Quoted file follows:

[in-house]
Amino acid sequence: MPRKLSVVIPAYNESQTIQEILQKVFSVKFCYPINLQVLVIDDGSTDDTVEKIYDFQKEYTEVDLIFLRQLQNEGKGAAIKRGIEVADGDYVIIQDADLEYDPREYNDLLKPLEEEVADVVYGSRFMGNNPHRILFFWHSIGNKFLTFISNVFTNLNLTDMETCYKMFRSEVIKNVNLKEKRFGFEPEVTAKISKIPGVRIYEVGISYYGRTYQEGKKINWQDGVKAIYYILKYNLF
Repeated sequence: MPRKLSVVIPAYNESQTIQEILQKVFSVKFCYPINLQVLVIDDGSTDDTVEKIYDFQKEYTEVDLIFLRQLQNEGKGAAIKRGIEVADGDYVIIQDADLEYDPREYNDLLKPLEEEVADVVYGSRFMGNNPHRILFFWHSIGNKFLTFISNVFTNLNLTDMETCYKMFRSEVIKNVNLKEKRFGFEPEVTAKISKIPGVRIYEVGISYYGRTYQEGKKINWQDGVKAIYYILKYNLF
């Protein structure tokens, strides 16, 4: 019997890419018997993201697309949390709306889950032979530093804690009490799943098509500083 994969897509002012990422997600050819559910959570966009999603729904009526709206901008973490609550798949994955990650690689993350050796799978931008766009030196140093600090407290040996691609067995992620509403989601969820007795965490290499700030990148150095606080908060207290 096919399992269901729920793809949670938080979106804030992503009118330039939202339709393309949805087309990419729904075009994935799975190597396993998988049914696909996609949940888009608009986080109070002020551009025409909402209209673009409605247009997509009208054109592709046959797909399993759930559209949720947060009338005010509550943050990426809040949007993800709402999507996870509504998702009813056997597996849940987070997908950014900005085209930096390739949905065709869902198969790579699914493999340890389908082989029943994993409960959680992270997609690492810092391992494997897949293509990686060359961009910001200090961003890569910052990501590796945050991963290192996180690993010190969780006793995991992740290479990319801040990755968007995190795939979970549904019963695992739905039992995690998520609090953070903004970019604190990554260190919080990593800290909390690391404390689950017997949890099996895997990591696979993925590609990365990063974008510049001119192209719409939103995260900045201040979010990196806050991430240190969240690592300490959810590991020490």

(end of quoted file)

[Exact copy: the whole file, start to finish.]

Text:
[in-house]
Amino acid sequence: MPRKLSVVIPAYNESQTIQEILQKVFSVKFCYPINLQVLVIDDGSTDDTVEKIYDFQKEYTEVDLIFLRQLQNEGKGAAIKRGIEVADGDYVIIQDADLEYDPREYNDLLKPLEEEVADVVYGSRFMGNNPHRILFFWHSIGNKFLTFISNVFTNLNLTDMETCYKMFRSEVIKNVNLKEKRFGFEPEVTAKISKIPGVRIYEVGISYYGRTYQEGKKINWQDGVKAIYYILKYNLF
Repeated sequence: MPRKLSVVIPAYNESQTIQEILQKVFSVKFCYPINLQVLVIDDGSTDDTVEKIYDFQKEYTEVDLIFLRQLQNEGKGAAIKRGIEVADGDYVIIQDADLEYDPREYNDLLKPLEEEVADVVYGSRFMGNNPHRILFFWHSIGNKFLTFISNVFTNLNLTDMETCYKMFRSEVIKNVNLKEKRFGFEPEVTAKISKIPGVRIYEVGISYYGRTYQEGKKINWQDGVKAIYYILKYNLF
């Protein structure tokens, strides 16, 4: 019997890419018997993201697309949390709306889950032979530093804690009490799943098509500083 994969897509002012990422997600050819559910959570966009999603729904009526709206901008973490609550798949994955990650690689993350050796799978931008766009030196140093600090407290040996691609067995992620509403989601969820007795965490290499700030990148150095606080908060207290 096919399992269901729920793809949670938080979106804030992503009118330039939202339709393309949805087309990419729904075009994935799975190597396993998988049914696909996609949940888009608009986080109070002020551009025409909402209209673009409605247009997509009208054109592709046959797909399993759930559209949720947060009338005010509550943050990426809040949007993800709402999507996870509504998702009813056997597996849940987070997908950014900005085209930096390739949905065709869902198969790579699914493999340890389908082989029943994993409960959680992270997609690492810092391992494997897949293509990686060359961009910001200090961003890569910052990501590796945050991963290192996180690993010190969780006793995991992740290479990319801040990755968007995190795939979970549904019963695992739905039992995690998520609090953070903004970019604190990554260190919080990593800290909390690391404390689950017997949890099996895997990591696979993925590609990365990063974008510049001119192209719409939103995260900045201040979010990196806050991430240190969240690592300490959810590991020490």